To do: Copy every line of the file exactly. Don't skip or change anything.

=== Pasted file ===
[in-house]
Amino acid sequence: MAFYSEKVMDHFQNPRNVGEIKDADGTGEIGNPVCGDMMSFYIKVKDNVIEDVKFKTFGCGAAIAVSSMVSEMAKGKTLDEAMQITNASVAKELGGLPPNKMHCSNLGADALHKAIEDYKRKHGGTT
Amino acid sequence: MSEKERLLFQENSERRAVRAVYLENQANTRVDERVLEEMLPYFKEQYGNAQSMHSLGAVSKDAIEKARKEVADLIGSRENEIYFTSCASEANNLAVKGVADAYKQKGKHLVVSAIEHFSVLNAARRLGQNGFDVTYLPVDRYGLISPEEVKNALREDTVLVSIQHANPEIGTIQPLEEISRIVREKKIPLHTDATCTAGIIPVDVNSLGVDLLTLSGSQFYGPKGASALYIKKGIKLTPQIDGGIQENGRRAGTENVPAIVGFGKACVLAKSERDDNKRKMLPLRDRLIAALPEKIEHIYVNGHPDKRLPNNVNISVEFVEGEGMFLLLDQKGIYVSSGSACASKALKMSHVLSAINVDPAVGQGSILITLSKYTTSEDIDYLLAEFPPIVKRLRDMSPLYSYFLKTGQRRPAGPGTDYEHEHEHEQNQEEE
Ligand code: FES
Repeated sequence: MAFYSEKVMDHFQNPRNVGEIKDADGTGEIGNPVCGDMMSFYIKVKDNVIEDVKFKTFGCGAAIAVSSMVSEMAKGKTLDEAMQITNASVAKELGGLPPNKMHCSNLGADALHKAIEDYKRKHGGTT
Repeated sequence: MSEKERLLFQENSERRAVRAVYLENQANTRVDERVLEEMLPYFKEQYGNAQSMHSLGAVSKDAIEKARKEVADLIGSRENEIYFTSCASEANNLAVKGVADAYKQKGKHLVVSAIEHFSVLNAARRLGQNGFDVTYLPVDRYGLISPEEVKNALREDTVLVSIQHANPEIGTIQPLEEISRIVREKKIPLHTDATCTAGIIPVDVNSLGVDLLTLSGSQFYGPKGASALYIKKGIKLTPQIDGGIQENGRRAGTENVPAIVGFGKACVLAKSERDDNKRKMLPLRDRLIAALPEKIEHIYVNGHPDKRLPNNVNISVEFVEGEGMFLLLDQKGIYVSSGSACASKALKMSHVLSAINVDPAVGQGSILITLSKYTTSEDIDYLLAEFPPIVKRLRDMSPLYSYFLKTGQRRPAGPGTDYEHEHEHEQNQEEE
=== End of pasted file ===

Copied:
[in-house]
Amino acid sequence: MAFYSEKVMDHFQNPRNVGEIKDADGTGEIGNPVCGDMMSFYIKVKDNVIEDVKFKTFGCGAAIAVSSMVSEMAKGKTLDEAMQITNASVAKELGGLPPNKMHCSNLGADALHKAIEDYKRKHGGTT
Amino acid sequence: MSEKERLLFQENSERRAVRAVYLENQANTRVDERVLEEMLPYFKEQYGNAQSMHSLGAVSKDAIEKARKEVADLIGSRENEIYFTSCASEANNLAVKGVADAYKQKGKHLVVSAIEHFSVLNAARRLGQNGFDVTYLPVDRYGLISPEEVKNALREDTVLVSIQHANPEIGTIQPLEEISRIVREKKIPLHTDATCTAGIIPVDVNSLGVDLLTLSGSQFYGPKGASALYIKKGIKLTPQIDGGIQENGRRAGTENVPAIVGFGKACVLAKSERDDNKRKMLPLRDRLIAALPEKIEHIYVNGHPDKRLPNNVNISVEFVEGEGMFLLLDQKGIYVSSGSACASKALKMSHVLSAINVDPAVGQGSILITLSKYTTSEDIDYLLAEFPPIVKRLRDMSPLYSYFLKTGQRRPAGPGTDYEHEHEHEQNQEEE
Ligand code: FES
Repeated sequence: MAFYSEKVMDHFQNPRNVGEIKDADGTGEIGNPVCGDMMSFYIKVKDNVIEDVKFKTFGCGAAIAVSSMVSEMAKGKTLDEAMQITNASVAKELGGLPPNKMHCSNLGADALHKAIEDYKRKHGGTT
Repeated sequence: MSEKERLLFQENSERRAVRAVYLENQANTRVDERVLEEMLPYFKEQYGNAQSMHSLGAVSKDAIEKARKEVADLIGSRENEIYFTSCASEANNLAVKGVADAYKQKGKHLVVSAIEHFSVLNAARRLGQNGFDVTYLPVDRYGLISPEEVKNALREDTVLVSIQHANPEIGTIQPLEEISRIVREKKIPLHTDATCTAGIIPVDVNSLGVDLLTLSGSQFYGPKGASALYIKKGIKLTPQIDGGIQENGRRAGTENVPAIVGFGKACVLAKSERDDNKRKMLPLRDRLIAALPEKIEHIYVNGHPDKRLPNNVNISVEFVEGEGMFLLLDQKGIYVSSGSACASKALKMSHVLSAINVDPAVGQGSILITLSKYTTSEDIDYLLAEFPPIVKRLRDMSPLYSYFLKTGQRRPAGPGTDYEHEHEHEQNQEEE